Background: This paper unveils some of the clinical lessons we have learned from caring for cardiomyoplasty patients over the past 7 years. We examine both the clinical and scientific rationale for expanding the time frame of 'procedural mortality' from 30 days to 90 days. Methods: Utilizing this definition of procedural mortality, preoperative patient variables were applied to postoperative patient outcomes in order to develop a risk sensitive method of patient selection. Preoperative atrial fibrillation, elevated pulmonary capillary wedge pressure, decreased peak oxygen consumption, and the requirement of intra-aortic balloon pump at the time of cardiomyoplasty, were all found to be independent risk factors for early death following cardiomyoplasty. Results: This analysis, which has been previously published, is reviewed and enhanced with the mathematical equations for duplicating these relative risk calculations. The mathematical model presented herein allows a method of risk stratification, which obviates the need for randomized congestive heart failure controls in the future. In the absence of a statistically regulated control population, we also examine the 1-year clinical outcomes of the nonrandomizd control group of patients, who were followed during the North American FDA Phase II Cardiomyoplasty Trial. Conclusions: This quality of life comparison with cardiomyoplasty patients at 1 year revealed a significant decrease in intensive care unit patient-days, a significant increase in activity of daily living score, and a significant improvement in New York Heart Association functional class as compared to control.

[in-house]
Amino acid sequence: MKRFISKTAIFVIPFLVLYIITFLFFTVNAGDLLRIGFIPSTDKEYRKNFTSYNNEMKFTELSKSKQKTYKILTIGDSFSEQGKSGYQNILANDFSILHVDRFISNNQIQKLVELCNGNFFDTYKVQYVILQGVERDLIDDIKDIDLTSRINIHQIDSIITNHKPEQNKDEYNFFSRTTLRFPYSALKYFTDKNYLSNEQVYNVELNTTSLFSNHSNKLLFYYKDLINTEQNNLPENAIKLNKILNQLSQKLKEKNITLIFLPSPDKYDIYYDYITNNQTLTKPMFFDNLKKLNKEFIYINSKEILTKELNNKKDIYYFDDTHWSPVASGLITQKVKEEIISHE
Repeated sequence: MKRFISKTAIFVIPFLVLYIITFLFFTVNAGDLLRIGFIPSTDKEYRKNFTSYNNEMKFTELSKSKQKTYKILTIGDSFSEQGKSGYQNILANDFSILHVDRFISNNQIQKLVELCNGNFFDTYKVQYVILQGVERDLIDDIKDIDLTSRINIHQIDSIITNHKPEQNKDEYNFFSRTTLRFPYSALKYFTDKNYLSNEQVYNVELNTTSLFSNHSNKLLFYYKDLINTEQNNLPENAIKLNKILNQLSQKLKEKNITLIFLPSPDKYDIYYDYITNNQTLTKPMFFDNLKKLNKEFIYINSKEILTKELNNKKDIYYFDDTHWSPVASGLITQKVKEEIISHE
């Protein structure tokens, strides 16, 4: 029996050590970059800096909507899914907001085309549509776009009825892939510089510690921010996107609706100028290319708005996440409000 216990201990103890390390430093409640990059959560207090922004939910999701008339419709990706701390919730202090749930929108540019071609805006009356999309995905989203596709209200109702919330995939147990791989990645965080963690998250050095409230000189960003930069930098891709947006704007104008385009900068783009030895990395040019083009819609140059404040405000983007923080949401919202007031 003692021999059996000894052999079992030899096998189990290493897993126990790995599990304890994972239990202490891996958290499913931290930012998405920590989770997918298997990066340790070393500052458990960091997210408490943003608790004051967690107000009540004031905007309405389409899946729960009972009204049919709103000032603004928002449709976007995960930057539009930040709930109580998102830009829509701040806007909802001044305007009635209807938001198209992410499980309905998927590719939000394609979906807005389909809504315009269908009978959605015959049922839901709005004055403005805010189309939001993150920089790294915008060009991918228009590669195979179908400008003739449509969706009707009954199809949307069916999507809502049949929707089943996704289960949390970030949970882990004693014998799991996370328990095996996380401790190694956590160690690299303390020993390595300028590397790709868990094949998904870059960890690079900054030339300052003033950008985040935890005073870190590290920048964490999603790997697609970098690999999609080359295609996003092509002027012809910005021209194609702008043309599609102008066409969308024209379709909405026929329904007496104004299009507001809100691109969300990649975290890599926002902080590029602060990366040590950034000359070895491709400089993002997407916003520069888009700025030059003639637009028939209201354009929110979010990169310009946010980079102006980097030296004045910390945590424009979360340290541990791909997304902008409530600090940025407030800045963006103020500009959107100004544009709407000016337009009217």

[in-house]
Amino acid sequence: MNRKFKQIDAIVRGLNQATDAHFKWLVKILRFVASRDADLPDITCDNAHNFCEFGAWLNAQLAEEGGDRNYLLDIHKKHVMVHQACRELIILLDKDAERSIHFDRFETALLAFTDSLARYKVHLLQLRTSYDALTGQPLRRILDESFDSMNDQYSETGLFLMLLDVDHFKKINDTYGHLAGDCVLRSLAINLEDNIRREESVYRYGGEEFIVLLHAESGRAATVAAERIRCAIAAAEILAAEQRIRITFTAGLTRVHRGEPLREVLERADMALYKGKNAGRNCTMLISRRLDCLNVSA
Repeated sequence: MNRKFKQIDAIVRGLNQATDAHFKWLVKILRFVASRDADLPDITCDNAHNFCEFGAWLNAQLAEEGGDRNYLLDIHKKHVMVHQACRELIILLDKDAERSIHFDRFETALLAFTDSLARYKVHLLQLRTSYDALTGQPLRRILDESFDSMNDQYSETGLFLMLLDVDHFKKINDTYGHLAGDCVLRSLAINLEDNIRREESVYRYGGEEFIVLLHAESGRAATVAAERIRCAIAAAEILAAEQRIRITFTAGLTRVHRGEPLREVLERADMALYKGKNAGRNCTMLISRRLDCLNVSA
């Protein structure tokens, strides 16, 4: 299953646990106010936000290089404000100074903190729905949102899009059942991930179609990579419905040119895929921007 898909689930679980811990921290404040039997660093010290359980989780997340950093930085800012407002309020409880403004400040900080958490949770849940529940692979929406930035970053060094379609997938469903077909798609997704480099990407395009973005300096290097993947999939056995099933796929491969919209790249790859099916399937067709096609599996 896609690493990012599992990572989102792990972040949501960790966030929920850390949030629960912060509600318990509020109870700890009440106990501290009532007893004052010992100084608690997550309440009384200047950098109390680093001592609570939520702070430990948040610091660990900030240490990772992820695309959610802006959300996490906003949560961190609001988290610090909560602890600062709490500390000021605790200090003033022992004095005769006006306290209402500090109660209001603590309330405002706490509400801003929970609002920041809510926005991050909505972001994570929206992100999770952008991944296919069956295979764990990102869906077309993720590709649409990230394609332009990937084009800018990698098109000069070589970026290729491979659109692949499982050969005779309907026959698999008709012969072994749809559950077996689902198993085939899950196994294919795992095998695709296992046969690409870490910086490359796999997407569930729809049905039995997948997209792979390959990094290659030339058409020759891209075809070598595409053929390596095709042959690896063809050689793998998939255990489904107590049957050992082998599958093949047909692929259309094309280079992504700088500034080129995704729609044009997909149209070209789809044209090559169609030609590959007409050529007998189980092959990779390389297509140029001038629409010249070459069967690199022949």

|Original language||English (US)|
|Number of pages||7|
|Journal||Journal of Cardiac Surgery|
|State||Published - 1996|
ASJC Scopus subject areas
- Pulmonary and Respiratory Medicine
- Cardiology and Cardiovascular Medicine